FROM THE COUNTY CHAIRMAN’S DESK

“Liberal bias at American colleges and universities is something we hear a lot about today”, Nathan Harden, Editor, The College Fix, a higher education news website, stated in a speech delivered in 2012 at Hillsdale College in Minnesota and published in their publication Imprimis. Harden’s speech described a book entitled “God & Man at Yale” (1951) written by William F. Buckley, Jr., a 1950 Yale graduate. Buckley described ideas he brought with him to Yale, including his world view. Buckley wrote in the preface: “I had always been taught, and experience had fortified the teachings, that an active faith in God and a rigid adherence to Christian principles are the most powerful influences toward the good life. I also believed….that free enterprise and limited government had served the country well and probably continue to do so in the future.”

According to Harden, Buckley’s book provided actual evidence that Yale’s academic agenda was openly “antagonistic” to those ideas rather “than functioning as an open forum for ideas. Buckley’s expose was something new, and it stirred national controversy”. Buckley, who founded the influential magazine, National Review, which “became the “germ” for the Reagan coalition that united conservatives and free market libertarians, wrote in his book: “I myself believe that the duel between Christianity and atheism is the most important in the world. I further believe that the struggle between individualism and collectivism is the same struggle reproduced on another level.” Harden, himself a 2009 Yale graduate, was inspired by Buckley to write a similar book fifty-nine years later, entitled Sex and God at Yale. It “shows that Yale liberals are still actively working to refashion American politics and culture”.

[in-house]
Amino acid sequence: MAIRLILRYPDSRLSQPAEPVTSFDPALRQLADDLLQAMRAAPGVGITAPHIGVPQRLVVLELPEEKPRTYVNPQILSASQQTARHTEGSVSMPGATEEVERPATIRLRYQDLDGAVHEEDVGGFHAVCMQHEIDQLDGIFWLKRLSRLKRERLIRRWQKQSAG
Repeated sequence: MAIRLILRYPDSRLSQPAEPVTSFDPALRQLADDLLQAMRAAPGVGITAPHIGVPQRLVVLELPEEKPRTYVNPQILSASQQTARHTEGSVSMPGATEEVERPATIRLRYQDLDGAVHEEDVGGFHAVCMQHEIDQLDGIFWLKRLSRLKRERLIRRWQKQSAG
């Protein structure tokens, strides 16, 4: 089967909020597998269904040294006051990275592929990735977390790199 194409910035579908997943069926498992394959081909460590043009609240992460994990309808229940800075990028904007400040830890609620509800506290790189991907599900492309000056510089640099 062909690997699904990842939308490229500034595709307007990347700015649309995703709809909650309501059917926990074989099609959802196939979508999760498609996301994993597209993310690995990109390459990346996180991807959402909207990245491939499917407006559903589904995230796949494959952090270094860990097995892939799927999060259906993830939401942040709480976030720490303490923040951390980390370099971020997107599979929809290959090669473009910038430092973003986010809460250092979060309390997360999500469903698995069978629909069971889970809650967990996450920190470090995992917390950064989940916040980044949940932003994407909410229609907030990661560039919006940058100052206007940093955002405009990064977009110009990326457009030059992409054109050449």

Harden noted that “while the Yale of Buckley’s book was promoting socialist ideas in its economics department, my book chronicles Yale’s recent employment of a professor who publicly praised terrorist organizations….There is clearly a radical sexual agenda at work at Yale today. Professors and administrators who came of age during the sexual revolution are busily indoctrinating students in a culture of promiscuity. In fact, Yale pioneered, later replicated by Brown, Duke, Harvard, Illinois, Northwestern and Wisconsin universities, the hosting of a campus ‘Sex Week’- a festival of sleaze, porn and debauchery, dressed up as sex education.” The week highlighted hard-core pornographic movies and giving of permission to sex toy manufacturers and porn production companies to market their products to students. And all this happened with the full knowledge and approval of Yale’s senior leadership, who defended their position in the name of “academic freedom”, according to Harden. Yale even admitted a known former Taliban diplomat in 2005, Sayed Rahmatulla Hashemi, who bragged to the New York Times: “I could have ended up in Guantanamo Bay. Instead I ended up at Yale”.

Harden’s book, Sex and God at Yale, reflects on the traditional idea of a liberal education that consisted of the greatest thoughts and valuable objectives of classic authors and thinkers into a “hodgepodge of new disciplines”. Harden concluded: “Our universities have lost touch with the purpose of liberal arts education, the pursuit of truth. In abandoning that mission- indeed by denying its possibility- our institutions of higher learning are afflicted to the core. The political freedom that makes a liberal arts education possible requires an ongoing and active defense of liberty. Try exercising academic freedom in a place like Tehran or Kabul”. It is imperative that parents send their children to colleges and universities that exercise academic freedom.